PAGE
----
A table with a foreign key reference to itself is also limited to 253 foreign key references.
No more than 253 foreign key references are currently possible for columnstore indexes, memory-optimized tables, stretch-enabled databases, or partitioned foreign key tables.
Foreign key constraint indexes
In contrast to PRIMARY KEY restrictions, a corresponding index is not automatically generated when a FOREIGN KEY restriction is created. However, creating an index on a foreign key manually is recommended for the following reasons:
Foreign key columns are often used in join criteria when combining data from related tables in queries by finding the match between the column or columns in the FOREIGN KEY constraint on one table and the column or columns in a primary or unique key in the other table . An index enables the database engine to quickly find the related data in the foreign key table. However, it is not mandatory to create an index. Data from two related tables can be combined even if no PRIMARY KEY constraint or FOREIGN KEY constraint is defined between these tables. However, a foreign key relationship between two tables indicates that the two tables have been optimized to be combined in a query that uses the keys as a criterion.
Changes to PRIMARY KEY constraints are checked using FOREIGN KEY constraints in related tables.
A FOREIGN KEY restriction is primarily used to control the data that can be stored in the foreign key table; however, it also controls the changes made to data in the primary key table. For example, if the line for a sales representative is from the Sales.SalesPerson Table deleted, but the sales representative's ID is still in the Sales.SalesOrderHeader Table is used, the relational integrity between the two tables is destroyed. The deleted seller's purchase orders are in the SalesOrderHeader -Table orphaned because there is no longer a link to data in SalesPerson -Table exists.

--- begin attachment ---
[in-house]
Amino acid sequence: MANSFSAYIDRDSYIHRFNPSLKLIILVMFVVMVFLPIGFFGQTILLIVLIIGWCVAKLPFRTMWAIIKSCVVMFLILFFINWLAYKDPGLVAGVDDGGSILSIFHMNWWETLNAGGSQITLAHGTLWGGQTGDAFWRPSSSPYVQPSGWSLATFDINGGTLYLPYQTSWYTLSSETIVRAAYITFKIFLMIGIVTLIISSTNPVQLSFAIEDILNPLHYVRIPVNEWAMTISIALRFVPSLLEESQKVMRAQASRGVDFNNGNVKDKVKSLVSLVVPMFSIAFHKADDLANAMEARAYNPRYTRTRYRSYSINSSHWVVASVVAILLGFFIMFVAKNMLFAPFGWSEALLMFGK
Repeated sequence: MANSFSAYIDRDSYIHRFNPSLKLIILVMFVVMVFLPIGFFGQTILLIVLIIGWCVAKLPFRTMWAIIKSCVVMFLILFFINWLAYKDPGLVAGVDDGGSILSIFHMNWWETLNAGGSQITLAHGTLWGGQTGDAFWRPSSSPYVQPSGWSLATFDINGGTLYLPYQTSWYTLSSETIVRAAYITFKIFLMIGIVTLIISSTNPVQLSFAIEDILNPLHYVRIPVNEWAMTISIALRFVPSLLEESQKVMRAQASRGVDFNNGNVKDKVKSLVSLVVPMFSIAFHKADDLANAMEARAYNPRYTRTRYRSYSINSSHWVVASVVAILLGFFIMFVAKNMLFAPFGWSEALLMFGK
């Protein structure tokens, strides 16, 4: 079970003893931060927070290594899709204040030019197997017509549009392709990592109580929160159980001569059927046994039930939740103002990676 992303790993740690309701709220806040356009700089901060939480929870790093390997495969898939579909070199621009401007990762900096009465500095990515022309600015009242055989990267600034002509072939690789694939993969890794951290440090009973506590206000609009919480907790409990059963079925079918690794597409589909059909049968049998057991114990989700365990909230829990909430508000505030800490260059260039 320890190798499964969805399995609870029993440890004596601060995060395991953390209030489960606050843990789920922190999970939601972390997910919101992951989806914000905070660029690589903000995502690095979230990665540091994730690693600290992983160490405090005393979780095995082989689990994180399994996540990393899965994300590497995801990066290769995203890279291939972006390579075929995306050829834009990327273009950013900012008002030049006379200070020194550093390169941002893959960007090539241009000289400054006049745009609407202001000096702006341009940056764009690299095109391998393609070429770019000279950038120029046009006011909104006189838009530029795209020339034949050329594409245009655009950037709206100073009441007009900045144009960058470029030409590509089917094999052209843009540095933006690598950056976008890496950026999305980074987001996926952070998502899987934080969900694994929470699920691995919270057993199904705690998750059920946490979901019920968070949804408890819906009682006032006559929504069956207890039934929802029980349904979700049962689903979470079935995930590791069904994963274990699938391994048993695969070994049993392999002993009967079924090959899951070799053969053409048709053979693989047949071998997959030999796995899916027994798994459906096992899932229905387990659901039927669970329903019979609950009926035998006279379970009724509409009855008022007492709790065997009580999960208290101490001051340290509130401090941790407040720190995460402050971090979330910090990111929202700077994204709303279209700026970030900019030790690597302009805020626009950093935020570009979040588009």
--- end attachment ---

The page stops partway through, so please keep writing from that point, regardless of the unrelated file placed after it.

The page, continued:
A FOREIGN KEY constraint prevents such a situation. The constraint enforces referential integrity by ensuring that changes to data in the primary key table cannot be made if those changes cause the link to data in the foreign key table to become invalid. If an attempt is made to delete a row in a primary key table or to change a primary key value, this action generates an error if the deleted or changed primary key value matches a value in the FOREIGN KEY constraint of another table. To successfully modify or delete a row in a FOREIGN KEY constraint, you must first either delete the foreign key information in the foreign key table or modify it so that the foreign key is linked to other primary key information.
Cascading referential integrity
By using referential integrity constraints, you can define the actions the Database Engine takes when a user tries to delete or update a key by pointing to the foreign key. The following cascading actions can be defined.
The database engine fails and the action to delete or update the row in the parent table is rolled back.
If this row is updated or deleted in the parent table, the corresponding rows in the referring table are updated or deleted. CASCADE cannot be specified if a timestamp Column is part of a foreign key or the referenced key. ON DELETE CASCADE cannot be specified on a table that has an INSTEAD OF trigger. ON UPDATE CASCADE cannot be specified on tables that have INSTEAD OF UPDATE triggers.
All values that make up the foreign key are set to NULL when the corresponding row in the parent table is updated or deleted. The foreign key columns must allow NULL values to apply this restriction. This option cannot be specified for tables that have INSTEAD OF UPDATE triggers.
All of the values that make up the foreign key are set to their default values when the corresponding row in the parent table is updated or deleted. All foreign key columns must have default definitions for this restriction to take effect. If a column is null and no explicit default is set, NULL is used as the implicit default for the column. This option cannot be specified for tables that have INSTEAD OF UPDATE triggers.